Michael Young Is Biggest MLB Trade Deadline Loser

July 31, 2013 by  
Filed under Fan News

Poor Michael Young.

It appeared that if anyone was going to get traded before Major League Baseball’s July 31 trade deadline, it was going to be Young. And yet, instead of packing his bags and saying his goodbyes, he’s starting at first base for the Philadelphia Phillies on Wednesday night, according to Todd Zolecki of MLB.com:

The deadline has now come and gone, and it appears that Young is going to be with the Phillies for the remainder of the season. It had to have been a rough couple of days for the veteran infielder, as it seemed like there was a new report every 10 minutes about which teams he’d waive his full no-trade clause to go to.

It all started when Ken Rosenthal of Fox Sports reported that Young would only waive his no-trade clause to head back to the Texas Rangers:

The infielder’s biggest problem was that Texas didn’t want to bring him back for a reunion. T.R. Sullivan of MLB.com reported a few days before the deadline that the Rangers weren’t interested in trading for him, and that a deal between the Rangers and Phillies wasn’t going to happen.

Once Rosenthal came out with the report, everyone wondered if it was true, and whether Young would really be reluctant to go to a contending team like the Boston Red Sox or the Baltimore Orioles, among others. Would he turn down the opportunity to play for the New York Yankees?

The Phillies were the ones who gave Young the no-trade clause in the first place, and as Jeff Passan of Yahoo! Sports points out, they probably regret it after they were having a tough time finding a landing spot for him:

Philadelphia general manager Ruben Amaro may not have cared to hear that Young would only be willing to go to the Rangers—if that was even accurate—so it appeared that he started to play hardball. Amaro promoted the team’s future third baseman, Cody Asche, to the big leagues on Tuesday, per the Associated Press via USA Today.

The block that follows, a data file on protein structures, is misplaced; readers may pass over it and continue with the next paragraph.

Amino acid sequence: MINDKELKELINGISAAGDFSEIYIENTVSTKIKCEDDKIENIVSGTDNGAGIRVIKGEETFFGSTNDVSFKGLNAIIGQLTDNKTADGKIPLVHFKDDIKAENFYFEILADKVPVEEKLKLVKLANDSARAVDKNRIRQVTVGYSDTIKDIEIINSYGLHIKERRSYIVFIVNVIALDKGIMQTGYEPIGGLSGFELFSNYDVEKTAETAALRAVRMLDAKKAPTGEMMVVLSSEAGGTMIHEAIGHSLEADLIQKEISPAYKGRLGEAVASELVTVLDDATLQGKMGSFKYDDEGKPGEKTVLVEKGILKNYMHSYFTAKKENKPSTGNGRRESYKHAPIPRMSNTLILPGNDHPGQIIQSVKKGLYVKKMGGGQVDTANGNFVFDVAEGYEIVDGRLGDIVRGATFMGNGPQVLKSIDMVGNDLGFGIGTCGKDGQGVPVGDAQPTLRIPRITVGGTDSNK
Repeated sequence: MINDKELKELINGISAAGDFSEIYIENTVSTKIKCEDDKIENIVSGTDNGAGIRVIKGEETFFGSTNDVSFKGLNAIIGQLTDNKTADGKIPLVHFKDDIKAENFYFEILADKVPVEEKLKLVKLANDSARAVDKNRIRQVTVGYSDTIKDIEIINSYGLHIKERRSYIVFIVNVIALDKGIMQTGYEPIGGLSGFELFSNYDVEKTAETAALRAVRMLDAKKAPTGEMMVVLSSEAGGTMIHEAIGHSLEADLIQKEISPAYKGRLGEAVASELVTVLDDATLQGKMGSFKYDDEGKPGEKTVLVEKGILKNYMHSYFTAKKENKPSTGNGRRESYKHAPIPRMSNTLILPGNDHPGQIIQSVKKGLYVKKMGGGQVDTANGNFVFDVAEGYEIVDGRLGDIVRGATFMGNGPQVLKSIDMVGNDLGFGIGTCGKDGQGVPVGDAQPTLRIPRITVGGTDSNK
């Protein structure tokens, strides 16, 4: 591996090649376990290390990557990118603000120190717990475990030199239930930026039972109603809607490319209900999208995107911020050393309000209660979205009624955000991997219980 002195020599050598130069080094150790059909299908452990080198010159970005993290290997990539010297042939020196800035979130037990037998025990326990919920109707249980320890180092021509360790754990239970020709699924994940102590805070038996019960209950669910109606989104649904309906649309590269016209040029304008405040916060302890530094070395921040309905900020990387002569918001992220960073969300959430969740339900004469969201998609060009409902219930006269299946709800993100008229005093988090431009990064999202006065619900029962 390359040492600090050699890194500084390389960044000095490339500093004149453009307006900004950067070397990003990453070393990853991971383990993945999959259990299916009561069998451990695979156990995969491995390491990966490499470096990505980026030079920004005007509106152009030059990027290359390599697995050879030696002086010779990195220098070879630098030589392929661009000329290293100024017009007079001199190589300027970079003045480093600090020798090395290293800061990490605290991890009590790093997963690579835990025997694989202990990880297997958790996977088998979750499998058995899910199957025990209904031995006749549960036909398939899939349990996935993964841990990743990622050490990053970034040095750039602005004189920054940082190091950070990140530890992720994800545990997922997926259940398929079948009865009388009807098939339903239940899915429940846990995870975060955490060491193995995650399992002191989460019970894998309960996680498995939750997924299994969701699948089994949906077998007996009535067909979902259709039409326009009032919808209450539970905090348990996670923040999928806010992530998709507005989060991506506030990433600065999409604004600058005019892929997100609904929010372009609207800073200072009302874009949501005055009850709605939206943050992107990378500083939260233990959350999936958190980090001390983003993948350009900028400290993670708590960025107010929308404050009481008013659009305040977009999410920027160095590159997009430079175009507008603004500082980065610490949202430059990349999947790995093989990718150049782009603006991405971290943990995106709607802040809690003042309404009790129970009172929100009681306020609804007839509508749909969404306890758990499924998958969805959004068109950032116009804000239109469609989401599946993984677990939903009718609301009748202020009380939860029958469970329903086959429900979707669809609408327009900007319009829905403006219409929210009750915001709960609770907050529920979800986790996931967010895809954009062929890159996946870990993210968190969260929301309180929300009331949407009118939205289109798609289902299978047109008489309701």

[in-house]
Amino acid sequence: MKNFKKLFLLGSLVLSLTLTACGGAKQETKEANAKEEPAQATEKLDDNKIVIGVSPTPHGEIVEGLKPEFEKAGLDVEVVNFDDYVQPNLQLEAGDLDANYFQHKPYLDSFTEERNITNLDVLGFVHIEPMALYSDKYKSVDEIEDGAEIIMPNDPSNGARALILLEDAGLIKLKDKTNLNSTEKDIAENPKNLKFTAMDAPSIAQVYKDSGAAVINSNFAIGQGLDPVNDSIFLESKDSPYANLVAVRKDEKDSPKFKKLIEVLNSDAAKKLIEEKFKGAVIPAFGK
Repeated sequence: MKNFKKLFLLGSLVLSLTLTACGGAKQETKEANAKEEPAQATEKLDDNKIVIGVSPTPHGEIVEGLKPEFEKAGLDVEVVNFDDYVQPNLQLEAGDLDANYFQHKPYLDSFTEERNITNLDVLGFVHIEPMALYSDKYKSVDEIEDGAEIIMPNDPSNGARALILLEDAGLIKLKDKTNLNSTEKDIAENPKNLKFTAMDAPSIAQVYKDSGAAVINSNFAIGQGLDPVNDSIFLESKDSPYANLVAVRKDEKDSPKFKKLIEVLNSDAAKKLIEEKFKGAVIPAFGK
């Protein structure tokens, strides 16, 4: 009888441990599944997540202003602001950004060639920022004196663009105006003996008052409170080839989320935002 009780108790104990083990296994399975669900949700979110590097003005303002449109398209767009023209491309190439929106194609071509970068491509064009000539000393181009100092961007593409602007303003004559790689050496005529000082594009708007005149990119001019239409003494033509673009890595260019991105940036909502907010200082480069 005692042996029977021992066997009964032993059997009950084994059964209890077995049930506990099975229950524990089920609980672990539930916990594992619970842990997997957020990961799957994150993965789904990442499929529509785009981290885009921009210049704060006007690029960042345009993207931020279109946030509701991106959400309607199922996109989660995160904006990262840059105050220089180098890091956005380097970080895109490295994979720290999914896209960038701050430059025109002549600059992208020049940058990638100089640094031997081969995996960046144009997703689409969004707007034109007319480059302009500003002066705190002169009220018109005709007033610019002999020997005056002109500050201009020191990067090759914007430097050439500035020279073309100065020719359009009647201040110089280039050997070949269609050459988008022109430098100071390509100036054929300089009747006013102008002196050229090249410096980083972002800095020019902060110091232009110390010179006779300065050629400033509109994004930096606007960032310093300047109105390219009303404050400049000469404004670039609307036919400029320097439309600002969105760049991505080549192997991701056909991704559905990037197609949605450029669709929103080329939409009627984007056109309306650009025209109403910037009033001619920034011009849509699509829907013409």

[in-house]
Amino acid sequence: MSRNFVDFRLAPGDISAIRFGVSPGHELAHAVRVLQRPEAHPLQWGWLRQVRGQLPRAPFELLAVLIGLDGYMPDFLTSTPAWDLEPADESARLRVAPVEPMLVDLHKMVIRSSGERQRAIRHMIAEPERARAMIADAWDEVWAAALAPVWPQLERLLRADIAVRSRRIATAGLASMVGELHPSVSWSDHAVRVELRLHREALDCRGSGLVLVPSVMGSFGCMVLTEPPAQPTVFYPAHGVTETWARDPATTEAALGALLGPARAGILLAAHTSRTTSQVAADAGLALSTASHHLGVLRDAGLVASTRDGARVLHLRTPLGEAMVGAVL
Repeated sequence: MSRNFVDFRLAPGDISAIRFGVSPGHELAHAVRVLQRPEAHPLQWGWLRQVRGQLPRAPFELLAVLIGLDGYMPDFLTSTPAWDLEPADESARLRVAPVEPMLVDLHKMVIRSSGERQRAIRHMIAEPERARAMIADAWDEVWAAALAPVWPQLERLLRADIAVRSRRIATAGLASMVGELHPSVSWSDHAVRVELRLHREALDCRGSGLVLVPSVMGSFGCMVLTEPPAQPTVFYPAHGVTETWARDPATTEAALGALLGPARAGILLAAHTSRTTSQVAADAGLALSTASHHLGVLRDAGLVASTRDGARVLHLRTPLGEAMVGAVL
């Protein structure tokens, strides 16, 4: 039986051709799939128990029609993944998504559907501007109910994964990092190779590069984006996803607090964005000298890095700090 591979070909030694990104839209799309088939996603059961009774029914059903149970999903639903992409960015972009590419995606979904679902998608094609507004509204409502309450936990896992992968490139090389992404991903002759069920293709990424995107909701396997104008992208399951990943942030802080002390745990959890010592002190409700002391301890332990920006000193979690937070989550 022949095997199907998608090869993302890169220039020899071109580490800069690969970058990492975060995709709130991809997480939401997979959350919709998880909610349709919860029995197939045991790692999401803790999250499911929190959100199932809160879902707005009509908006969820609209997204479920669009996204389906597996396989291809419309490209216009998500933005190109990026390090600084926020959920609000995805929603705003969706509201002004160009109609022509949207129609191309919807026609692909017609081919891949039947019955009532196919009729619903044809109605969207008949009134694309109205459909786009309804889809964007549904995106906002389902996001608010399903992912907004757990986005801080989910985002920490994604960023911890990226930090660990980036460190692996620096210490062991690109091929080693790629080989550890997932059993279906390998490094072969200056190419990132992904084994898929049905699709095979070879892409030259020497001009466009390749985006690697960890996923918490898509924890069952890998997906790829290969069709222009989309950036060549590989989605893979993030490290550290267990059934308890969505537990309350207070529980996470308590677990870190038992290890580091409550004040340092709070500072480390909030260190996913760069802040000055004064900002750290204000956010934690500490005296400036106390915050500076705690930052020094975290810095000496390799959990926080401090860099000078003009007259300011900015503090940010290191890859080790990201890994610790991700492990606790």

Young was still in the lineup for the Phillies against the Giants on Tuesday night, and he even hit a home run. But it was expected that in the coming days and weeks, Asche would be getting the nod at the hot corner over Young, which could mean the veteran would be forced to come off the bench, per Matt Gelb of the Philadelphia Inquirer:

Whether the idea of that sat well with Young or not, deadline day came and went. At 4:01 p.m. ET, he was still a member of the Phillies. It doesn’t seem likely that he would pass through waivers in a potential late-season deal, so now the 36-year-old is stuck in Philadelphia for the remainder of the year.

Through 99 games, Young is hitting .279/.345/.411 with eight home runs and 34 RBI. A contender definitely could’ve used him at third base or as a designated hitter for the last stretch of the season. But nope. Young will likely see a large drop in playing time and will enter the offseason as a free agent seeking a new home.

Young could’ve been a key factor in midst of a playoff run for one of the better teams in the game. Instead, he’ll be riding the bench of the rest of 2013 for the 50-56 Phillies.

Michael Young is, without a doubt, the biggest loser of this year’s trade deadline.


All statistics in this article were obtained via FanGraphs unless otherwise noted and are current through July 30. All injury information in this article was obtained via Baseball Prospectus and all contract information was obtained via Cot’s Contracts.

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Phillies Trade Rumors: Latest Buzz on Where Michael Young May Wind Up

July 30, 2013 by  
Filed under Fan News

Philadelphia Phillies infielder Michael Young may be dealt at any moment, but the veteran’s destination is unclear.